Company Man - Carroll County Schools

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1995 Question 2
The following piece, “The Company Man,”: is by the columnist Ellen Goodman. Read the passage and
then write an essay analyzing the rhetorical techniques Goodman uses to convey her attitude toward
Phil.
He worked himself to death, finally and precisely, at 3:00 a.m. Sunday morning.
The obituary didn’t say that, of course. It was said that he died of a coronary thrombosis—I think
that was it—but everyone among his friends and acquaintances knew it instantly. He was a
perfect Type A, a workaholic, a classic, they said to each other and shook their heads—and
thought for five or ten minutes about the way the lived.
This man who worked himself to death finally and precisely at 3:00 a.m. Sunday morning—on
his day off—was fifty-one years old and a vice-president. He was, however, on of three who
might conceivably—if the president died or retired soon enough—have moved to the top spot.
Phil knew that.
He worked six days a week, five of them until eight or nine at night, during a time when his own
company had begun the four-day week for everyone but the executives. He worked like the
Important People. He had no outside “extracurricular interests,” unless, of course, you think
about a monthly golf game that way. To Phil, it was work. He always ate egg salad sandwiches
at his desk. He was, of course, overweight, by 20 or 25 pounds. He thought it was okay, though,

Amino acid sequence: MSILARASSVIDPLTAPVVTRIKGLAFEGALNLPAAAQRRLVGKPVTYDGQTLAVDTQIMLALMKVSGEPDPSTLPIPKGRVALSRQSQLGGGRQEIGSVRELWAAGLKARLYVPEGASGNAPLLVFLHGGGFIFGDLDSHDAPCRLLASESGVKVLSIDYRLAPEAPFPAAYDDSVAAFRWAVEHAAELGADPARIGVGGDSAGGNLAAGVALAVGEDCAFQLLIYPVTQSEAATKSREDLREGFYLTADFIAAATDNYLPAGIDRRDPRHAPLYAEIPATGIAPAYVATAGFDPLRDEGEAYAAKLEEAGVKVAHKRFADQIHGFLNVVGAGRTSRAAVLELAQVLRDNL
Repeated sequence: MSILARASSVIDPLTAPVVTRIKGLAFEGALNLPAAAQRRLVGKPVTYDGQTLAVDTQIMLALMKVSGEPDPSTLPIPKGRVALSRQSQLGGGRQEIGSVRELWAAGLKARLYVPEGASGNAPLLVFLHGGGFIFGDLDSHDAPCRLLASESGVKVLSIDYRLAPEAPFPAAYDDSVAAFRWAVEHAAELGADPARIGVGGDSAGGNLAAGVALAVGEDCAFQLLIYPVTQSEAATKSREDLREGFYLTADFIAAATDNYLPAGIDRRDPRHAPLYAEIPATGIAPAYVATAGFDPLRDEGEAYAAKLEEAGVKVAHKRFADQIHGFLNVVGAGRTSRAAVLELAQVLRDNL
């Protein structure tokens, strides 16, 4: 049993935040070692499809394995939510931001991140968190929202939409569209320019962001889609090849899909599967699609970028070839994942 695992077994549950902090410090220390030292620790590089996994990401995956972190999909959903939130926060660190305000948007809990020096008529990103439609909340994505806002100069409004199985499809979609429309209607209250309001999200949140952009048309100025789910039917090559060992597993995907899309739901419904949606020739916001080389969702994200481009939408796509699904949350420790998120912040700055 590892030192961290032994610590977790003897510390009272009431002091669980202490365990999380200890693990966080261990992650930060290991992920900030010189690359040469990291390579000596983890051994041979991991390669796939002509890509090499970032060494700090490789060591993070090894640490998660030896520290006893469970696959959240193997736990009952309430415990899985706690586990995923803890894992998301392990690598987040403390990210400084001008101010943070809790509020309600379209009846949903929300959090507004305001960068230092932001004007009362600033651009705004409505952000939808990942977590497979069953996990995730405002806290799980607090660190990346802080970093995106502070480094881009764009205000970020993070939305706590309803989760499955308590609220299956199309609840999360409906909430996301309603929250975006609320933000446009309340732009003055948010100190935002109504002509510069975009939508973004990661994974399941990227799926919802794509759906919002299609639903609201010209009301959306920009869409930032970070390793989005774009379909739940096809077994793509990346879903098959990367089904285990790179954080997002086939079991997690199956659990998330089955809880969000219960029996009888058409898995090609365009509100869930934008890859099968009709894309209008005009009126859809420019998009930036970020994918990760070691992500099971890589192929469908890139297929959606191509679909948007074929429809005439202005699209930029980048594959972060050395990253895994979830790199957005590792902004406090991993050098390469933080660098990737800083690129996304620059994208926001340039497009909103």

because he didn’t smoke.
On Saturdays, Phil wore a sports jacket to the office instead of a suit because it was the weekend.
He had a lot of people working for him, maybe sixty, and most of them liked him most of the
time. Three of them will be seriously considered for his job. The obituary didn't mention that.
But it did list his "survivors" quite accurately. He is survived by his wife, Helen, forty-eight
years old, a good woman of no particular marketable skills, who worked in an office before
marrying and mothering. She had, according to her daughter, given up trying to compete with his
work years ago, when the children were small. A company friend said, “I know how much you
will miss him." And she answered, "I already have.”
"Missing him all these years," she must have given up part of herself which had cared too much
for the man. She would be "well taken care of.”
His "dearly beloved" eldest of the "dearly beloved" children is a hard-working executive in a
manufacturing firm down South. In the day and half before the funeral, he went around the
neighborhood researching his father, asking the neighbors what he was like. They were
embarrassed.
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